Friday, October 17, 2014
With the 1993 WWF in a rut, I’ve decided to look at a few other events on offer on the WWE Network for the price of... uh... it’ll come to me. And really, there are few places to start better than the very first Wrestlemania, broadcast March 31, 1985 on closed circuit TV across the world. Wrestlemania wasn’t the first such special- Jim Crockett’s Starrcade had played closed-circuit PPV since 1983- but that event was strictly regional its first few years, whereas Vince McMahon and the WWF were aiming to take their show national. But apart from its historical significance as the event that made the company what it is today, the first ‘Mania holds up well as a well-paced collection of matches, with a nervous energy that later, more assured PPVs would lack.
Saturday, August 23, 2014
Tournaments in wrestling are a tricky thing. Drag them out too long and an audience loses interest; do everything in one night and you have wrestlers working multiple matches in a row, with a greater risk of injury and of the audience being bored by the redundancy. “King of the Ring” was a WWF/WWE tradition for many years, but in the very first KotR pay-per-view from 1993, the titular tournament isn’t even the most memorable part. Hulk Hogan, around whom the WWF’s success had been built since before Wrestlemania, was on his way out, and so this otherwise average wrestling event marks the passing of an era.
Tuesday, July 29, 2014
Daphne: My life suddenly seems long, measured in muffins.
After a couple of undercooked episodes, Season 5 returns to form with "Bad Dog", which as its title suggests revolves around the exploits of Bob "Bulldog" Briscoe. Of all the show's major character, Bulldog is probably the biggest contrast to Frasier himself. Martin is a slob and a curmudgeon, but he shares his son's strong ethical sense; Roz is more worldly, but she's his closest friend. Bulldog, at least much of the time, is just a jerk; he has his moments of decency (especially later on), but for the most part he pops up because he makes a good adversary, without the scruples that restrict the rest of the group. "Bad Dog" shows him at his most shameless, presenting a formidable challenge to Frasier's ideas about human decency, and wraps this around the SeaBees, the writers' annual opportunity to mock the awards shows which have been so very good to them.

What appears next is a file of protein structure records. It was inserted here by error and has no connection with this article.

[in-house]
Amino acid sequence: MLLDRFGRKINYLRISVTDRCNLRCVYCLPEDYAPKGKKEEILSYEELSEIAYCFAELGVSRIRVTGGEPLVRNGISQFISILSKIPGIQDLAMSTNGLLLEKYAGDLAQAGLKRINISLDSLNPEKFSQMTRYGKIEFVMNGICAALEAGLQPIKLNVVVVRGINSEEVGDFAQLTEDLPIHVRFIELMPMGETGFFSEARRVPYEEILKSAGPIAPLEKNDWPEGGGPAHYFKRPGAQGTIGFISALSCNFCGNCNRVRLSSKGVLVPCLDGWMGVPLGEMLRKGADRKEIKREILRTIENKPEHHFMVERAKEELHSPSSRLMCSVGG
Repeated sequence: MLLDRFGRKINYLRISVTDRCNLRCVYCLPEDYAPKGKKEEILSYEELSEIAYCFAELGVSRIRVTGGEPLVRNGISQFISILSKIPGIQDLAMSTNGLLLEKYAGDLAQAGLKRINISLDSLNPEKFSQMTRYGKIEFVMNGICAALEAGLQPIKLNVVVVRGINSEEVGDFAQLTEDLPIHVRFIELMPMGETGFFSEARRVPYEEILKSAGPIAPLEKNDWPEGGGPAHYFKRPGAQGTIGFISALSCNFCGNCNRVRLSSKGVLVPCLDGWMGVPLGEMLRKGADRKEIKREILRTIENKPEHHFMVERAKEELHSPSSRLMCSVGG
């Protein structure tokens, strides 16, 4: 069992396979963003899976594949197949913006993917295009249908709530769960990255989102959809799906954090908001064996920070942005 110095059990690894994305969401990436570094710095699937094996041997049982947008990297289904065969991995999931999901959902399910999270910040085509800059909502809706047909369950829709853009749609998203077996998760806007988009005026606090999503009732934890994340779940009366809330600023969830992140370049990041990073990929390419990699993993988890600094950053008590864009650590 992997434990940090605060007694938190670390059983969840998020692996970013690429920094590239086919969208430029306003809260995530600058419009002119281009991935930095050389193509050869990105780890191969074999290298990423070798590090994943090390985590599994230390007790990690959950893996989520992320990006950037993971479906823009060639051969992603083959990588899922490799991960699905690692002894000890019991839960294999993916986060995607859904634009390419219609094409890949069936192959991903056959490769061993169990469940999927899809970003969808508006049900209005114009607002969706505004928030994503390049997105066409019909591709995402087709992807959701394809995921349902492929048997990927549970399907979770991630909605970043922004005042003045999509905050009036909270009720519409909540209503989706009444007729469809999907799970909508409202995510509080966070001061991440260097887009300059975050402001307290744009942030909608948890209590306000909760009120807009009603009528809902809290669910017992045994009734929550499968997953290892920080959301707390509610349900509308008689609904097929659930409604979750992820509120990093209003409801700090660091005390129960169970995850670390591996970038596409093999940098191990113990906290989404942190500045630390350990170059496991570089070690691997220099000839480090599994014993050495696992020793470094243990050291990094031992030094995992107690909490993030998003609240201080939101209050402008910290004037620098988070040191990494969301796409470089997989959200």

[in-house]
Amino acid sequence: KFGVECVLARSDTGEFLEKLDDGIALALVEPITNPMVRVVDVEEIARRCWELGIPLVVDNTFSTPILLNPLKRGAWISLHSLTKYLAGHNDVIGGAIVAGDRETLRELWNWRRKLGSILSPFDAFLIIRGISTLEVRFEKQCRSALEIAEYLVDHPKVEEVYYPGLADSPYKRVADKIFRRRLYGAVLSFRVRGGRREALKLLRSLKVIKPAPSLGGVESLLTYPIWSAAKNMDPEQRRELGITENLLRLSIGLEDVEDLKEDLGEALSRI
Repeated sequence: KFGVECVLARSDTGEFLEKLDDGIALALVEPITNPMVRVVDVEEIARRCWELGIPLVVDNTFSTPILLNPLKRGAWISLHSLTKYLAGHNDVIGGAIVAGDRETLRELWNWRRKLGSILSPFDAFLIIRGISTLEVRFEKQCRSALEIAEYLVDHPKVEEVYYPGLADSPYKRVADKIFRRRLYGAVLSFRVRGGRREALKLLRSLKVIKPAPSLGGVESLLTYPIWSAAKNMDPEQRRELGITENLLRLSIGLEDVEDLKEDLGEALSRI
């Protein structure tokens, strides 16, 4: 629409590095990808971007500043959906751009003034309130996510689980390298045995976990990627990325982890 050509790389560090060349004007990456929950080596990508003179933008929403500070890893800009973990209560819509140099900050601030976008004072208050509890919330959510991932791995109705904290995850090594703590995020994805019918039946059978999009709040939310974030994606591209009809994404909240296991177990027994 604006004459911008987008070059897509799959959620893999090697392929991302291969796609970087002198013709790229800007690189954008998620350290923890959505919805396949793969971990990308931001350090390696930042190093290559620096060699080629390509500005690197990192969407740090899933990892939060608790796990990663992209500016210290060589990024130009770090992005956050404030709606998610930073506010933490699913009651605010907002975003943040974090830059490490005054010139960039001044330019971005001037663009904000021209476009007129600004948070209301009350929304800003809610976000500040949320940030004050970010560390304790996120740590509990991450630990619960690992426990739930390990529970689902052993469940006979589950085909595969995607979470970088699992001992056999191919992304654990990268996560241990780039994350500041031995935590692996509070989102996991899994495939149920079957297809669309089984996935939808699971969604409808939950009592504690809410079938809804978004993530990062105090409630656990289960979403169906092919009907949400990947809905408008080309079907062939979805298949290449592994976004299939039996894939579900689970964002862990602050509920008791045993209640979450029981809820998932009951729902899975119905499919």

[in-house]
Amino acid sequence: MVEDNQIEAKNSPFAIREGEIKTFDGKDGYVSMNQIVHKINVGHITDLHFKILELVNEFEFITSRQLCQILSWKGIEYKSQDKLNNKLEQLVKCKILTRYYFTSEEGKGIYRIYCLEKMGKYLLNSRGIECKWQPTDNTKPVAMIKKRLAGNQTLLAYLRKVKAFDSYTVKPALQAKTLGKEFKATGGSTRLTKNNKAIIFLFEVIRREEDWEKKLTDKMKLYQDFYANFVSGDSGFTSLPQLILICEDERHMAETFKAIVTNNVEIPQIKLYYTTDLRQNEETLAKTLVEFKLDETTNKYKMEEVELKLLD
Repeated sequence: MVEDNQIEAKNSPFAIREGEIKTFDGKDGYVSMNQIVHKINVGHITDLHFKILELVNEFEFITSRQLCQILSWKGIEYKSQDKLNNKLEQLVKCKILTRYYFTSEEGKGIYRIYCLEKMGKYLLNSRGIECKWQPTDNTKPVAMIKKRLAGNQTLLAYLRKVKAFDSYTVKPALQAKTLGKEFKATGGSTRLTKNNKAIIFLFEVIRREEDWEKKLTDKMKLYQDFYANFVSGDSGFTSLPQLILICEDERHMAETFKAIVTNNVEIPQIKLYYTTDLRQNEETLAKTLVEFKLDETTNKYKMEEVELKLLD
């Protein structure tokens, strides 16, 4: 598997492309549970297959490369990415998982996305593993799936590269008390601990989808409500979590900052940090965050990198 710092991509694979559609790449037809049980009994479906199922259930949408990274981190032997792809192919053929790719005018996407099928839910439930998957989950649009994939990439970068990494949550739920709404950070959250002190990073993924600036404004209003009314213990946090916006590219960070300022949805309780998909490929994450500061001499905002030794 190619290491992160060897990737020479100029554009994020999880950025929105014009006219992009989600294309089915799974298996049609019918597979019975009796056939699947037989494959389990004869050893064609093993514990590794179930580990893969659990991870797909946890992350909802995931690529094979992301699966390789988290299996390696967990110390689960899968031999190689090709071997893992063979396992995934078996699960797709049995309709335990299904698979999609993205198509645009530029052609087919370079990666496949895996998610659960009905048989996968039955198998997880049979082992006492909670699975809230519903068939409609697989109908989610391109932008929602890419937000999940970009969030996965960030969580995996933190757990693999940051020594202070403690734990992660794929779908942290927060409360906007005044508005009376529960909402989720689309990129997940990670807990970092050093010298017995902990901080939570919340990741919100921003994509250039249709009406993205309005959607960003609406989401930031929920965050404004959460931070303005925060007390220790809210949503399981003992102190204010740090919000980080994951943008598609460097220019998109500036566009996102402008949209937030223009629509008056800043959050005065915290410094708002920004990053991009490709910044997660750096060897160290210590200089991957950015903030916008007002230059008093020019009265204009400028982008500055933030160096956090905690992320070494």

Monday, July 21, 2014
|Poster via WrongSideoftheArt.com|
It's easy to see why Godzilla vs. Mechagodzilla II is a fan favorite. Not only is it probably the slickest and most technically accomplished of the Heisei Godzilla films, it's also the only film in the franchise to not only pit Godzilla against humanity, but to make humanity the villain. Sure, in the original Godzilla he's a kind of punishment for our use of nuclear weapons, and Godzilla vs. Hedorah is about manmade industrial pollution, but in stories like that the audience is expected to empathize with the humans struggling to overcome their own folly, because we are dealing with Major Problems that all of us must reckon with. Here, humanity just makes some bad decisions with the monsters as the injured parties, so we can finally stop pretending and cheer for some miniature cities to get squashed. Sometimes we just have it coming.
Monday, June 30, 2014
I've been looking at the previews for the fifth edition of Dungeons and Dragons, and was worried that I was starting to get truly edition-warriory about the whole thing. The more and more the gaming press and the developers themselves treat Fourth Edition as the redheaded stepchild of the family, the more I've been inclined to see it as a misunderstood masterpiece, the Community to Pathfinder's Big Bang Theory. I've been increasingly skeptical of every single teaser being released, and while there is some material here that bears watching, it was the newer, more lethal monster entries that pushed me beyond skepticism, past dismissal, and into some weird academic thinkspace.
Monday, June 23, 2014
The most commercially successful entry of the Heisei Godzilla series, Godzilla and Mothra: The Battle For Earth is also its weakest; not a bad movie, but less than the sum of its parts. Once again, Toho went to Godzilla's past and resurrected one of his most durable foes, reinventing the giant flying insect as a mystical Earth god(dess?) engaged in an eternal struggle to protect the planet. With Takao Okawara taking over the director's spot, the film feels a little unsteady, but does manage to introduce a few new things in amongst references to classic kaiju films and American blockbusters.
Saturday, May 31, 2014
The story of Jekyll and Hyde is one of the classic horror tales, one of hubris and the inescapable animalistic nature lurking in the calmest of men. There have been many attempts at this material, but only one quite so bold as to set the whole thing in Japan and posit Mr. Hyde as a second head growing out of Jekyll's shoulders. Hence The Manster, a gleefully insane, sometimes weirdly adult, and generally not-ineffective take on the classic story. Of the many monster movies pervading American drive-ins and matinees in the late 50s, this has a distinctive character, which carries it through its slower moments.